Low-income families in New Jersey spend on average 44 percent of their income on child care, yet the state lags in providing oversight on the quality of care, according to a report released Wednesday by a statewide child advocacy group.

For low-income households headed by a single mother and families living in poverty who do not get government-funded child care, the burden can be even greater, according to the study by Advocates for Children of New Jersey.

Even for a family of four with the state's median income of about $85,000, 24 percent of gross income would be needed to pay for child care for an infant and a toddler.

All the groups pay more than the 10 percent-of-income limit recommended by the federal government, according to the study, which was compiled with state, federal, and nonprofit group data.

While the state has strict standards for child-care centers, it ranked close to last in enforcing them, the advocate's report states. According to national research by Child Care Aware of America cited in the report, New Jersey ranked third for center-based child-care program standards but 46th for center oversight. The ranking for home-based providers was even worse; they are not required to be licensed by the state.

State spokesmen did not comment on the report.

Experts say the first five years of life are crucial to a child's development. For most New Jersey children, at least some of that time is spent in some form of care by people other than their parents.

According to the report, more than 412,000, or 66 percent, of New Jersey children under 6 are in households where all parents work. In Burlington County, it is 73 percent; Camden County, 72 percent; and Gloucester County, 69 percent. Essex and Cumberland Counties are the highest in the state at 74 percent.

"When it comes to child care, there is a lot at stake," said Cecilia Zalkind, executive director of the advocacy group. "Kids need nurturing care, especially during those first years, so they grow and develop. Parents need care, so they can provide for their families."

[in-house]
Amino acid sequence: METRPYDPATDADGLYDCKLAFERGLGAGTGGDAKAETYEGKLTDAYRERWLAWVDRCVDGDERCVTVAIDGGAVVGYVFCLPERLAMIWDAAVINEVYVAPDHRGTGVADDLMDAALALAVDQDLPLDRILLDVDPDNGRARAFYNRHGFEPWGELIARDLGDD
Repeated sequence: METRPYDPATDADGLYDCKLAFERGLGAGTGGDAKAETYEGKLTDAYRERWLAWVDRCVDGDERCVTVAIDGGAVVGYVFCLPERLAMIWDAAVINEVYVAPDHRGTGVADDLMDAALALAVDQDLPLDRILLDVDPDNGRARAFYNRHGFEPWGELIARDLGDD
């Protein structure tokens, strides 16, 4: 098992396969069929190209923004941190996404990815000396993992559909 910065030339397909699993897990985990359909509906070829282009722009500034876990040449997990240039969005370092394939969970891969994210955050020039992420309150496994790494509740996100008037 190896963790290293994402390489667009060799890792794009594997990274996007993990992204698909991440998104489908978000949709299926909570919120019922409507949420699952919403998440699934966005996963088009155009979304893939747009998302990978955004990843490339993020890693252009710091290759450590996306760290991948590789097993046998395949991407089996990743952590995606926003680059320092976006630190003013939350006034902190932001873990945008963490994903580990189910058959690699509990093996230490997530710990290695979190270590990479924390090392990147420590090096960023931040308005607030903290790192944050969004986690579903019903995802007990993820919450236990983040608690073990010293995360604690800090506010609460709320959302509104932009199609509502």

Recommendations in the report include posting child-care center inspection and violation assessments online, hiring more inspectors, doing more outreach to expand child-care assistance access, and looking into enacting a state child-care tax credit.

The advocates called for statewide expansion of Grow NJ Kids, a pilot of a child-care rating system that would include professional development for early childhood education, parent engagement, and creation of a statewide database to measure progress. The state wants to expand it, but its reach would still be limited in five years, the report said.

"The state plans to move that forward, but it's a very slow process," Zalkind said.

According to the study, 37 states have child-care rating systems, including Pennsylvania's Keystone STARS, which the report praised.

For center-based care, a New Jersey family of four in poverty, with an income of about $23,000, pays 88 percent of household income for infant and toddler care if that family cannot access state or federally funded care.

Single mothers in the Garden State, earning less than $28,000 on average, pay 73 percent of their income for center care for a baby and a toddler.

The typical low-income family that pays 44 percent of its earnings on care for two children makes about $46,000 annually.